Johnson began playing violin at an early age and added piano and mandolin to his skills. In New Orleans at that time, music studies were encouraged in the African American communities and many students played more than one instrument.

Johnson played in Storyville and, like Louis Armstrong, joined Fate Marable's orchestra on the Steckfuss brothers' riverboat line.  He went on to tour Europe, returning to play in Armstrong's Hot Five recordings, and is on the original 1927 recording of The Mooche by Duke Ellington. His recording career at this point reads like a who's who in blues and jazz: Bessie Smith, James P. Johnson, and Roosevelt Sykes among others.

Robert Johnson (whose father's surname was Dodds, then Spencer) reportedly chose his last name as a tribute to Lonnie.

He achieved his greatest commercial success in the late 1940's/ early 1950's with a series of smooth ballads. His recording of Tomorrow Night for Syd Nathan's King Records (later the home of James Brown and Freddie King) sold over three million copies. He was better known for his crooning than his guitar playing at that point, but today it is certainly the guitar playing that has made him a jazz/ blues immortal.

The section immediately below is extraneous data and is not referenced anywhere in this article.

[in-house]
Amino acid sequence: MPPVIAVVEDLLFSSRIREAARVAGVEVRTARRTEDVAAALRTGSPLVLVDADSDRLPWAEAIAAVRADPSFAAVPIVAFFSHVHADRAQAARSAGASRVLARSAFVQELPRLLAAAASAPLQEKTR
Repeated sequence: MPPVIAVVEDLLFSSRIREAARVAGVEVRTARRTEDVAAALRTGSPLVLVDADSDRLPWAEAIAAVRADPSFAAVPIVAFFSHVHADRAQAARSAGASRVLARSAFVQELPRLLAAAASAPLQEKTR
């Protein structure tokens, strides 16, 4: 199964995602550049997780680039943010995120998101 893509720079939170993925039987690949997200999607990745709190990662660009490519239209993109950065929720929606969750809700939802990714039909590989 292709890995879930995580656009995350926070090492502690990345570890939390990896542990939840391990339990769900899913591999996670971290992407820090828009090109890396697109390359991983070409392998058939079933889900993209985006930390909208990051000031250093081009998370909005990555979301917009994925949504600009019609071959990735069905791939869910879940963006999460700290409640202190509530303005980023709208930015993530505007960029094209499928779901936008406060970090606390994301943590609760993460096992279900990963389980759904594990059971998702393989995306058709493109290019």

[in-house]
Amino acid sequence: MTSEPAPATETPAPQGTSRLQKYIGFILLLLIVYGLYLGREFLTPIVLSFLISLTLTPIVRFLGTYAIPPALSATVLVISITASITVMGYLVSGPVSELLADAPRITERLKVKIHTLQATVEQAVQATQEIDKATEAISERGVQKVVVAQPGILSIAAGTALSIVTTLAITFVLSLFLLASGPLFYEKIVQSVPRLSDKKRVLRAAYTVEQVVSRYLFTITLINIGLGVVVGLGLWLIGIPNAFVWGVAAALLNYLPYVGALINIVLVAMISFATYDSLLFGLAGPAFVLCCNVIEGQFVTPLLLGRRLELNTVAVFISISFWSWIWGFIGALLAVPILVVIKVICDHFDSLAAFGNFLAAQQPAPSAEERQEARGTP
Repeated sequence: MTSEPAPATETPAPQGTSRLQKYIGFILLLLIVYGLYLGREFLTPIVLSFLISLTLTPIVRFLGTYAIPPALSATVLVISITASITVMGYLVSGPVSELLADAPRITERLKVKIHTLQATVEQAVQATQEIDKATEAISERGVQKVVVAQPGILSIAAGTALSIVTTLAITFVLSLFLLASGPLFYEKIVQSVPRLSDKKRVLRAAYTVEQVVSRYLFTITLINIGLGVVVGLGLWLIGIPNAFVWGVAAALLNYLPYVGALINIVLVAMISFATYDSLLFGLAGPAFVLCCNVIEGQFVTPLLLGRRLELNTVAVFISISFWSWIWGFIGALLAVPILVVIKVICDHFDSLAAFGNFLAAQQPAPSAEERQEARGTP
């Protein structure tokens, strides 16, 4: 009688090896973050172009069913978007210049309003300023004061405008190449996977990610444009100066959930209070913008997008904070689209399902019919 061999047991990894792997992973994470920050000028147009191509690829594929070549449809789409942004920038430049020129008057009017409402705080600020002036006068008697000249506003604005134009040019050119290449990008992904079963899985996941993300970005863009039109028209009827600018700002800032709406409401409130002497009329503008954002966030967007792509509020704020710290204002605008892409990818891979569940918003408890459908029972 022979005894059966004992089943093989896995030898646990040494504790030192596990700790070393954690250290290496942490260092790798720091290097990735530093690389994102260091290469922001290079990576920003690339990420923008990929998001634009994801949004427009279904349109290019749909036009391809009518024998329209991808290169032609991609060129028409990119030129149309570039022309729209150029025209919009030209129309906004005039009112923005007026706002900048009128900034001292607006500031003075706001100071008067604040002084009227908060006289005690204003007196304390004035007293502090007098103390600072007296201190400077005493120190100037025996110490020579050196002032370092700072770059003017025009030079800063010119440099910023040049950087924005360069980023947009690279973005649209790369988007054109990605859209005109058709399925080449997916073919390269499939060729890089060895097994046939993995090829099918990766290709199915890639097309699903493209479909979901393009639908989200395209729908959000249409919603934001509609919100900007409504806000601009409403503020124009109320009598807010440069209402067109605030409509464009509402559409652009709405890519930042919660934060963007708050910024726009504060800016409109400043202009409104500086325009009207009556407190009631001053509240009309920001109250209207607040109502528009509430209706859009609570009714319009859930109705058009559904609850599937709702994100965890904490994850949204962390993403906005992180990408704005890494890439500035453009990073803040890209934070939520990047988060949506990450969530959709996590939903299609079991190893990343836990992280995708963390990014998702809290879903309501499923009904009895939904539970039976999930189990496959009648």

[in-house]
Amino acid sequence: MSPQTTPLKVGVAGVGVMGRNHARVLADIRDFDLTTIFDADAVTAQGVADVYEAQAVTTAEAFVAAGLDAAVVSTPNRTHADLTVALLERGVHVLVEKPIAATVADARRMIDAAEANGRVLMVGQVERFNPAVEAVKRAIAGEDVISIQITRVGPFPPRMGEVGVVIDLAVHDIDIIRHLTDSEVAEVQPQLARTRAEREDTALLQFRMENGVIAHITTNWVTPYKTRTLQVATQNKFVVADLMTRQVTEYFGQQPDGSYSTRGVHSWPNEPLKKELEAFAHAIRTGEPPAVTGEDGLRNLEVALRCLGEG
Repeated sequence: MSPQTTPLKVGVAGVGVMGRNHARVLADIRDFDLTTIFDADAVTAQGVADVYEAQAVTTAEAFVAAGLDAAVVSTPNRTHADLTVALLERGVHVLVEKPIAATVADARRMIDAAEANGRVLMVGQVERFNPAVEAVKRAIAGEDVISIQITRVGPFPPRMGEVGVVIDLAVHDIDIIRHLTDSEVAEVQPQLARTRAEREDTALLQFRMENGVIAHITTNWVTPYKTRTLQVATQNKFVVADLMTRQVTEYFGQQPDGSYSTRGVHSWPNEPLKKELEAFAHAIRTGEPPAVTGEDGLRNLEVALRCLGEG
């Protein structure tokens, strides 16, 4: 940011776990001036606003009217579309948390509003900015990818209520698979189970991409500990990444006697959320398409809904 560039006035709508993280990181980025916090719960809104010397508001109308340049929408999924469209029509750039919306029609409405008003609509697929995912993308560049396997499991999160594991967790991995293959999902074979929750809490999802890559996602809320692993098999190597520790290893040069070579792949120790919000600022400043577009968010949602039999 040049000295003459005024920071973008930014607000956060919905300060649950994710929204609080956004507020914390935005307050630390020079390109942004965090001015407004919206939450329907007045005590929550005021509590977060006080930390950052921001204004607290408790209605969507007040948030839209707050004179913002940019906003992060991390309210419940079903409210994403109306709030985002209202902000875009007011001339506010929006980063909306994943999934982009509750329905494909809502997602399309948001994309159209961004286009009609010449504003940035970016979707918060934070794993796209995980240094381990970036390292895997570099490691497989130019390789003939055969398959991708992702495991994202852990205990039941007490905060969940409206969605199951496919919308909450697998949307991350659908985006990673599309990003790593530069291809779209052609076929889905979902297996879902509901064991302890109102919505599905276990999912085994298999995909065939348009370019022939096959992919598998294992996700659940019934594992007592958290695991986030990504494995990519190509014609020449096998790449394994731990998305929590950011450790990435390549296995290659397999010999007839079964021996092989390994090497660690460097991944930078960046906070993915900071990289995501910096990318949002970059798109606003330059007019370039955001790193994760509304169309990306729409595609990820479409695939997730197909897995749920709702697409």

Despite his successes, he fell on hard times in the late '50's, and was rediscovered working as a maintenance man in Philadelphia at the Benjamin Franklin Hotel. Evidently, he wore white gloves to protect his hands, but otherwise kept a low profile. No one knew the janitor was once a superstar in jazz and rhythm and blues.

In the last decade of his life, he once again toured Europe, made new records, mostly LP's for folk or jazz- oriented labels and was reunited with many old sidemen from his youth, notably former Ellingtonian Elmer Snowden, with whom he recorded a very successful comeback record.

Lonnie Johnson died on June 6, 1970, in Toronto, from consequences due to a 1969  auto injury.

My favorite Johnson recordings are the duets he made with fellow guitar virtuoso Eddie Land. These duets, which usually feature Lang on rhythm and Johnson on lead 12- string have a bounce to them that make them sound completely contemporary. Just incredible. Here's Deep Minor Rhythm Stomp: